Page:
She describes how she came to collaborate with another artist to create ‘Songs of Ascension’, an attempt to combine music and space as a setting for worship. It took place in a 78ft tower with dual spiraling staircases.
“I think for many years, I’ve been trying to think how do I really keep on affirming that my Buddhist practice or meditation practice and my art practice are actually one? There’s no difference at all. There was a certain point — it was the early ’90s — that I did a piece called Facing North, which was very inspired by being up at Banff, Canada, and the silence in the snow and, you know, just this incredible environment. And I was very aware that I was making a very meditative piece and that it was like making a piece about sacred space. So that was, you know, what I was aware of at that point.
But when I started working on Mercy and I was collaborating with a wonderful visual artist, Ann Hamilton, we did a lot of talking about this, I started becoming aware of the fact that actually I wanted to spend the rest of my life working on pieces that I — it was basically making pieces about something you can’t make pieces about. So there was never going to be like a definitive statement about anything, but it was much more that the act of making artwork was also the act of contemplating something. So Mercy was the first, second one was Impermanence, and then the latest piece that I’ve been working on with this way of thinking about things is called Songs of Ascension.”
Impermanence is another important theme for Monk
“I lost my partner of 22 years, so that was a very — in a sense, that was the biggest wake-up call that I ever had in my life up to that point and probably from that point on because I think that, when you have that kind of loss, nothing can ever be the same. It was a blessing. I also saw the blessing, not the blessing of the loss, but the blessing of being part of life and the blessing of being aware of the billions of people that go through loss all the time.
So what happened that was really interesting was that, about two months after she died, I got an email from a group in England. They called themselves Rosetta Life. What they do is they go into the different hospices in England and they work with the people that have had the diagnosis of terminal illness and they say, “Well, is there any kind of artwork that you would like to do? You know, would you like to write a poem about your process or about anything? Would you like to make some music?” Then they’ll get an artist to go in and help them. So if somebody wants to make a painting, but they’ve never painted in their lives, but they feel that that’s the way they’re going to express this process, somebody comes in and helps them. A painter comes in and helps them to make a work.”
She worked with the hospice patients to try to create a music project for them to participate in.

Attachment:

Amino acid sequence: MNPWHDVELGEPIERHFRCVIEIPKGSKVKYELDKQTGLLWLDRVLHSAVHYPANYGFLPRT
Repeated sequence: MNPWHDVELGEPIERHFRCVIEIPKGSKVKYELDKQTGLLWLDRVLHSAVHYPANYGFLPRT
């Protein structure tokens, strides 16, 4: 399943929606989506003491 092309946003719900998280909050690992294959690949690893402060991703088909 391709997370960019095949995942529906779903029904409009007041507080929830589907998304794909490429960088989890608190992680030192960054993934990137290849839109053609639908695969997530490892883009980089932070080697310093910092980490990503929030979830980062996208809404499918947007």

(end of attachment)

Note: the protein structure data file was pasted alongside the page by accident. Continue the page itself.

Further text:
“So what I ended up coming up with was that the piece began with hearing them sing a melody called “Mieke’s Melody #5,” which was a melody that my partner — she used to like to just improvise in the studio even though she was not a singer. And I happened to come upon a tape of some of these improvisations. So what I did was I notated one of them and then I actually changed it a little bit and, you know, made it more into a form and added some of my own phrases. So it was a little bit like a collaboration through time and space.
So I wrote out the melody because they said, “Oh, we love to sing.” So I wrote the melody out for them and then they sang it, but they couldn’t really carry a tune that well. But each of them sang it, so the melody goes like [singing]. You know, that was the melody and then they’d be like [singing], so each of them had a different way of doing it. So when the audience came in, they heard their voices and then I had a film of just their faces just looking straight out at the camera very, very, very close.
And so when they came to see it, the ones that were still alive by the time we did Impermanence, it just meant so much to them and then also their families for the ones that had passed before we ended up doing the piece. It meant so much to them.”
(The melody starts at the 90 second mark)
“I think that making art is actually about questions and that you never take anything for granted and you’re in this slightly dangerous situation, which I think is really good. Then I always say that I’m scared to death and I think, you know, what we learn in Buddhist practices to tolerate the unknown, you know, because that’s reality. The reality is that we don’t know anything, and we really don’t know what’s going to happen in the next moment. So you learn to tolerate that discomfort of not knowing and fear. I mean, I really — I think, every time, I’m just terrified. I’m actually terrified. I realize this even now working on this piece.”
Walk as if you are kissing the Earth with your feet
My last two posts have been about walking meditation:
I thought it would be appropriate to end this particular series on walking mediation with the “Zen poetry,” so to speak, of my heart teacher, Thich Nhat Hanh. There are so many dharma teachers I love and appreciate, in every single school of Buddhism, but I’ve never had any teacher speak to my heart the way Thây does.
Thây (his students’ affectionate name for him) is a wonderful poet, and his poetic way with words is always reflected in how he talks about and explains Buddhism. I think that’s why his books and teachings have proven so accessible to so many people, whether or not they are Buddhists. He speaks to all our hearts; he speaks to the very heart of humanity with total compassion and wisdom…